McIver describes all of her portraits, even those of other people, as self-portraits. She paints what she sees reflected of herself in another person’s image. One of her most common subjects is her older sister, Renee. Renee has a mental illness and McIver has been her caretaker since their mother died in 2004.
She’s beautiful. The portraits of Renee were so wonderful. Just by looking at the paintings, I could see how McIver feels about her sister. They’re some of the most touching paintings I’ve ever seen.
Of course, there were a lot of straightforward self portraits, too.
This one has nine similar portraits, each with a prayer above it. They range from small to large prayers, from family deaths to frustrating trips to the DMV. It’s great.
Needless to say, I’m a huge fan. I found out today that there’s a movie about Beverly and Renee. It’s called Raising Renee. I have not seen it yet, but I will report back if I do.
So Rembrandt in America was great, but honestly, who can relate to this flea collar situation?
But really. Come on.
Renee, on the other hand, is so real it feels like she might just walk off the canvas. You can almost hear her laughing when you look at her portraits. I feel like I know her. I’m going back before the exhibit is over.
There’s something so pretty about citrus. For real. It’s sort of amazing that these things grow on trees.
I have a confession: I don’t ever buy grapefruits. Don’t get me wrong, I love grapefruits. In fact, if left to my own devices, I would eat nothing else. Until my stomach hurt because of the overwhelming acidity. I know this because I’ve done it before. I bought one of those gigantic bags of grapefruits because it was on sale at the grocery store. And then I proceeded to eat them non-stop until they were gone. A couple of days later, I was on a strict diet of bananas and milk. I’m not kidding. I ate them like it was my job. And I don’t mess around with sugar and those cute little grapefruit knives.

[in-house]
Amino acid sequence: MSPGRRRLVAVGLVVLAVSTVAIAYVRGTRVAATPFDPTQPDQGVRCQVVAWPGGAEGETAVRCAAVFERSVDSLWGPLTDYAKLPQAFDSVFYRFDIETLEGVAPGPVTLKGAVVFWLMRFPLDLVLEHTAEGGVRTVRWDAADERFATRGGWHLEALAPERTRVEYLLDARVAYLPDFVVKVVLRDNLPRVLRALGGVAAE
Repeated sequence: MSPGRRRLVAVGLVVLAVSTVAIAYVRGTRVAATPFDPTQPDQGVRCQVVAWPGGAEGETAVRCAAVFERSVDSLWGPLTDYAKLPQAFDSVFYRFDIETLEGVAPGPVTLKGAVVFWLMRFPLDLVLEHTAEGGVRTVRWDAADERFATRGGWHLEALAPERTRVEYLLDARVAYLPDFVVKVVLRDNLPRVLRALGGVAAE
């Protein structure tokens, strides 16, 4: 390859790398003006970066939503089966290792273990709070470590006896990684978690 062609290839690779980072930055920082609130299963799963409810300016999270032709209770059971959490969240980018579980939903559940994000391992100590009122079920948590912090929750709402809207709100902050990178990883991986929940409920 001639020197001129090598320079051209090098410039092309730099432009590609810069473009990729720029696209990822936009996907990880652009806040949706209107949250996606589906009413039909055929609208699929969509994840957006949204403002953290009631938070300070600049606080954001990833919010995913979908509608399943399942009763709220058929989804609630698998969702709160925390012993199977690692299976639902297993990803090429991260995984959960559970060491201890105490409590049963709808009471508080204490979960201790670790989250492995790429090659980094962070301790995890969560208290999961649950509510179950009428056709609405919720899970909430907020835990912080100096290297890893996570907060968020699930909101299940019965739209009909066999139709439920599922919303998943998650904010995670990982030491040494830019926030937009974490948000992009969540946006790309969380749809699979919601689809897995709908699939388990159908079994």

My mom gave me four grapefruits yesterday, but don’t worry–I’ll pace myself.
I did buy some blood oranges the other day. They were on sale. And they’re so pretty! I’ve been eating them in salads.
This one is just mixed greens, goat cheese, and a mix of blood oranges and grapefruit pieces. With oil & vinegar. And a sandwich. Grilled turkey and cheese with pickles.
To make this salad and sandwich, you assemble the ingredients you see pictured. Grill sandwich in a cast iron skillet. And try not to make yourself sick eating citrus this winter.
I love books. I especially love books in large quantities on shelves. When I found this website, I spent hours drooling over the pictures. Sometimes, I like to take everything off my bookshelves and then rearrange everything. I love looking at other people’s bookshelves. Not just at the books that they have, but at how they organize the books. I like to have hardbacks with hardbacks, and similarly-sized books grouped together. I also like to put some in sideways. I can stuff more books into a bookshelf than seems possible.